The Vulture which represented Mut (the World-Mother and great female counterpart of Amen-Ra), also appears in connection with Bast where the latter is considered as a member of the Egyptian Trinity that is recognized by the composite name of Sekhmet-Bast-Ra. This figure well illustrates the extraordinarily complicated nature of the goddess, for it depicts a man-headed woman with wings springing from her arms. And the symbolism is further complicated by two vultures growing from her neck, and lion’s claws that arm her feet.

To emphasise the lunar symbolism, the Cat is often represented with a crescent upon its head, but Plutarch would have us make no mistake. He points out that the Cat, from ‘its variety of colour, its activity in the night, and the peculiar circumstances attending its fecundicity’ is the proper emblem of the moon.

In reference to this last matter, the Egyptians stated that the Cat brought froth at birth, first one, then two, afterwards three kittens, and so on, adding on e at each later birth until she reached seven. So that she brought fourth twenty-eight young altogether, correspond to the several degrees of light which appear during the moon’s revolutions.

In chapter CXXV of the Book of the Dead, the deceased in his petition to the gods of the Underworld pleads his knowledge of a word of power.

‘I am clean of mouth and clean of hands,’ he says; ‘Therefore let it be said unto me, “Come in peace; come in peace” (12), for i have heard the might word which the spiritual bodies (sahu)* spake unto the the Cat (13) in the house of Hapt-re.’

What the mystic word is we are not told. But it is recorded that the gods of their own volition sometimes gave to mankind the knowledge of their secret names by which they might be evoked.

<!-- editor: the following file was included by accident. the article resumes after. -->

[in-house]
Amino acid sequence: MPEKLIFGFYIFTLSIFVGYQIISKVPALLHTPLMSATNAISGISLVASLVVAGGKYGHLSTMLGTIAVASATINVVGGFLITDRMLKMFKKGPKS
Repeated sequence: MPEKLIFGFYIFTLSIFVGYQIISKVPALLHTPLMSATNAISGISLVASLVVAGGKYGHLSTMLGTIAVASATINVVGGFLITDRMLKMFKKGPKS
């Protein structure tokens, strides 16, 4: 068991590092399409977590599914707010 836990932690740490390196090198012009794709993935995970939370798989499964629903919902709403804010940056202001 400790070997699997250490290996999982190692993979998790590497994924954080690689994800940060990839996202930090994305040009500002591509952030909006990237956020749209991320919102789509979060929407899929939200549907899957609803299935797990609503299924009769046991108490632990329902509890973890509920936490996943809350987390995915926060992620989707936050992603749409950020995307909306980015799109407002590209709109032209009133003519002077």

Here the Cat would seem to be Isis in her feline for as Bast. The ‘mighty word’ is, therefore, probably the secret name which she conjured from Ra on that occasion when, by means of a magical spell, she created a serpent whose bite caused him an agony she alone could cure. Ra had many names, but it was his hidden title that Isis sough, and finally forced from the suffering god. This name with all the supernatural powers its possession conferred passed from his breast to hers, still concealed from all other gods, even as it was from men. The legend of Ra and Isis was probably an effort to explain the newly accepted Chaldean doctrine that since even the gods were subject to law, it was possible for the man who gained knowledge of law to bend the higher beings to his will. Isis herself had shown the way. The Alexandrian writers say that the Egyptians claimed to be able to constrain the gods to obey their wishes, and messiest themselves to sight. The god could not resist the effect of their evocations and magic formulae if he would called by his true name. ‘They not only called the god by name,’ says M. Maury, ‘but if he refused to appear they threatened him.’

In the terrible ritual of the Taigherm (described in Chapter XVI) we may see the fruit of such impiety; probably the same doctrine underlay many of the feline scarifies called for in the practice of Black Magic. But when considering the motives of these it must always be borne in mind that the gods and angles of an earlier religion are the demons of the creed that supersedes it, and suffer a progressive degradation in the popular conception which finally results in the formation of a third variation of magic, frankly diabolical. The magician, reared in the prejudiced outlook of the new creed, sees devils in the ancient gods; but evokes them by means of the ritual of the old religion and sells his soul to obtain occult power form them. An example of such magic is provided in the religion of Yezidis, or ‘Worshippers of Satan.’ Though fully recognising the Magian dualisms, the sect pays homage only to the principle of evil.